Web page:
Deconstruction and Environmentalism: Oxford Literary Review, vol. 31.1 (July 2010),

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Timothy Clark, co-editor, Oxford Literary Review
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Oxford Literary Review, vol. 31.1 (July 2010), call for papers.

Deconstruction and Environmentalism

"Global warming ... is...traumatic ... in attacking the fundamental premises on which are based our capacity to understand or adequately respond" (David Wood, "On Being Haunted by the Future")

"the ecological facts of life threaten to challenge our most dearly held political values: justice, freedom, and democracy.” (Bob Pepperman Taylor ‘Environmental Ethics and Political Theory’)

"The plain fact is that the planet does not need more successful people" (David W. Orr, Earth in Mind: On Education, Environment, and the Human Prospect)

In what ways can the environmental crisis become, belatedly, an explicit issue for deconstructive thinking? Is the absence of the topic of climate change in Derrida's work, "an increasingly signal absence, amounting almost to an occlusion" (Tom Cohen)? Does the concept of a "carbon footprint" entail an undoing of given distinctions of public and the private of which, seemingly, Derrida never dreamed or has it, in some sense, always been at issue in his texts? Is the widely heard phrase "the death of nature" a piece of intellectual incoherence or index of the crossing of an imponderable threshold?

Environmental issues question given boundaries between intellectual disciplines -- overpopulation and pollution, for instance, are social, moral, political, medical, technical, ethical and "animal rights" issues, all at once. For Bruno Latour the intellectual force of the radical environmental movement ("deep ecology," "social ecology," "ecofeminism") is that, in openly destabilising the fact/value distinction upon which so much modern thinking and practice is based, it also demystifies “Science” as a political ideology, calling scientists to new forms of thought and responsibility. Likewise, in the fields of literary and cultural criticism, is the acknowledged intellectual weakness of some so-called "ecocriticism" best recuperated as an effect of the massive resistance of environmental issues to inherited modes of thought?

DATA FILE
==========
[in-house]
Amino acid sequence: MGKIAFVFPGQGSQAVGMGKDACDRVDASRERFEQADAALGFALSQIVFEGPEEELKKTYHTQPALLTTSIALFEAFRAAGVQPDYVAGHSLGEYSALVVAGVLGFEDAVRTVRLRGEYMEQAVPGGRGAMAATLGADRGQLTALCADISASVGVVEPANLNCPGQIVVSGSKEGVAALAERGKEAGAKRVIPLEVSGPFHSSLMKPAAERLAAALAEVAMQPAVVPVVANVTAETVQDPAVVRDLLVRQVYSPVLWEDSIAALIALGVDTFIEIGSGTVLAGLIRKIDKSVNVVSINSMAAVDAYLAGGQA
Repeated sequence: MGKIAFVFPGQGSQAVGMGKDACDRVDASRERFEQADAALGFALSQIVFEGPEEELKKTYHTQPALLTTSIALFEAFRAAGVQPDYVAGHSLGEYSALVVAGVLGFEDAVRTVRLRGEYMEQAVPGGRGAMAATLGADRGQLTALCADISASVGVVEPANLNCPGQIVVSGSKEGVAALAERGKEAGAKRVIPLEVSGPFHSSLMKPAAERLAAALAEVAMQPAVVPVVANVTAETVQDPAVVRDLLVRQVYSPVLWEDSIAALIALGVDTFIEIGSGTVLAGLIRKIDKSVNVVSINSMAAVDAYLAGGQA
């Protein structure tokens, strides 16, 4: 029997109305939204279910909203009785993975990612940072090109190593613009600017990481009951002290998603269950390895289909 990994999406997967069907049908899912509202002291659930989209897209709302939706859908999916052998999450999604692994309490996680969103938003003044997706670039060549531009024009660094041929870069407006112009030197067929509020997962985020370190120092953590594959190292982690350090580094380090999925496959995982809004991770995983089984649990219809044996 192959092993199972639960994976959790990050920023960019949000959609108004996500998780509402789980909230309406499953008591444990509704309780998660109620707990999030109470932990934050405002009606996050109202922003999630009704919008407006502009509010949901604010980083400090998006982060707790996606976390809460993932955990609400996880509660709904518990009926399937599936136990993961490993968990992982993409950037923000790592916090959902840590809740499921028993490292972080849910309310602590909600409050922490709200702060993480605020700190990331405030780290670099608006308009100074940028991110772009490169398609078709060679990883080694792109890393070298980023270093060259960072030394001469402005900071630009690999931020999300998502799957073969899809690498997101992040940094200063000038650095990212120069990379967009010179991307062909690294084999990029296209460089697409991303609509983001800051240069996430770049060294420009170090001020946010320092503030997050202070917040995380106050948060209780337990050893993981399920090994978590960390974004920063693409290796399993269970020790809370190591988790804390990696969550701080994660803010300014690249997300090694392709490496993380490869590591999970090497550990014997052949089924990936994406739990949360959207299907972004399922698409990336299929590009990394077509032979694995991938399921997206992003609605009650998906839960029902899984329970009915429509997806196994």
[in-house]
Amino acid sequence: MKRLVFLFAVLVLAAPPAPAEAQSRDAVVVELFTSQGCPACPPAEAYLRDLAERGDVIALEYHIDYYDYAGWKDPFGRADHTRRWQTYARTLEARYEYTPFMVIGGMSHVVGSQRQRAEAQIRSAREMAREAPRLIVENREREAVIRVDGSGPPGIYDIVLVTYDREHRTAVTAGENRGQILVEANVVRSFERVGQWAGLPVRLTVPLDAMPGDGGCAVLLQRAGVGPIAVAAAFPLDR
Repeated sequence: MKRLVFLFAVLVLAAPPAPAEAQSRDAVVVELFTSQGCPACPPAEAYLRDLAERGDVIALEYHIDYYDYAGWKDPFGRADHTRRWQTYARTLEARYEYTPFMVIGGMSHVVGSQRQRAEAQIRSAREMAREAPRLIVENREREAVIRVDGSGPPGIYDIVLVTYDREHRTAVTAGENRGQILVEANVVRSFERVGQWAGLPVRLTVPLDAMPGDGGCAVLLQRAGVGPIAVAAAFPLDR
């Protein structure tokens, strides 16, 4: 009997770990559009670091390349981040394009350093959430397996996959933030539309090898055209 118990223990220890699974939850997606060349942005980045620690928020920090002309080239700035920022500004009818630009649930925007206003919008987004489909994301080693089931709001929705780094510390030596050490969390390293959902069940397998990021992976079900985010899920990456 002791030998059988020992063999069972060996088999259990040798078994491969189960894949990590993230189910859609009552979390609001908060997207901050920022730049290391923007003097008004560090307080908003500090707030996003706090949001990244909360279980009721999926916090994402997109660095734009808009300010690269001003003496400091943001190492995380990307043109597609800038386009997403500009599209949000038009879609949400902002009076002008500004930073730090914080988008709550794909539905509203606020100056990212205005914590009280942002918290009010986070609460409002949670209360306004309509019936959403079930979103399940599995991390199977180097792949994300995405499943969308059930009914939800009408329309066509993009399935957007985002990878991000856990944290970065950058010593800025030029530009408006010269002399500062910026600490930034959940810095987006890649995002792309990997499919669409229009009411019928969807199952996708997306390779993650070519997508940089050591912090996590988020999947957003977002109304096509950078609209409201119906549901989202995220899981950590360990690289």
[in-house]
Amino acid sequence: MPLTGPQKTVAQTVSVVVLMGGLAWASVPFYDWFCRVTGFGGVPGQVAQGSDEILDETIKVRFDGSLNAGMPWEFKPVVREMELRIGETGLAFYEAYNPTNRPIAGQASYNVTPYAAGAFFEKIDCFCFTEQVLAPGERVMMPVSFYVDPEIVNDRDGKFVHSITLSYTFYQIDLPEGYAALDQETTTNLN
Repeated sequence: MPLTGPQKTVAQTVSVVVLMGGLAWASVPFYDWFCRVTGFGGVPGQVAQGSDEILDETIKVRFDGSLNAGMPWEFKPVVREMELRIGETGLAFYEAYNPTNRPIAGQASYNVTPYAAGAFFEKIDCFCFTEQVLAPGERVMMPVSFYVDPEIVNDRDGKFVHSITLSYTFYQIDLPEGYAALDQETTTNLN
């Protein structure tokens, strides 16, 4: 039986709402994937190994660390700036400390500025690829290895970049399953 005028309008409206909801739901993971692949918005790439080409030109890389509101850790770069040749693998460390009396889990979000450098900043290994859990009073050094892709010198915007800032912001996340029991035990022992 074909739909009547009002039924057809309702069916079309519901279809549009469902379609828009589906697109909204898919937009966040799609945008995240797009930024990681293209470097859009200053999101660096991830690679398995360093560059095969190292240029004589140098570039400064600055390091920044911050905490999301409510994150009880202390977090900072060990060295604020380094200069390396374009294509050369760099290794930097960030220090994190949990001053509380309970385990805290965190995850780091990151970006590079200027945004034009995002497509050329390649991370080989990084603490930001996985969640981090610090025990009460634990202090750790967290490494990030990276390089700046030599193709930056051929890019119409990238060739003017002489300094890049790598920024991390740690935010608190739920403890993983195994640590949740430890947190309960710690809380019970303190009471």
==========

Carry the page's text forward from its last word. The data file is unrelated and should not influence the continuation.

Since the "environment," ultimately, means "everything," in what ways are further refinement and demarcations required, or is the challenge that literally of, "thinking everything at once"?

OLR 31.1 will be open to papers on these and related questions, maximum length c. 6,000 words.

For more on the OLR see

Deadline for expressions of interest: June 30, 2009. Copy date December 31, 2009. End of editing process April, 2010.

Contact. Timothy Clark, English Studies, University of Durham, UK, DH1 5YN.

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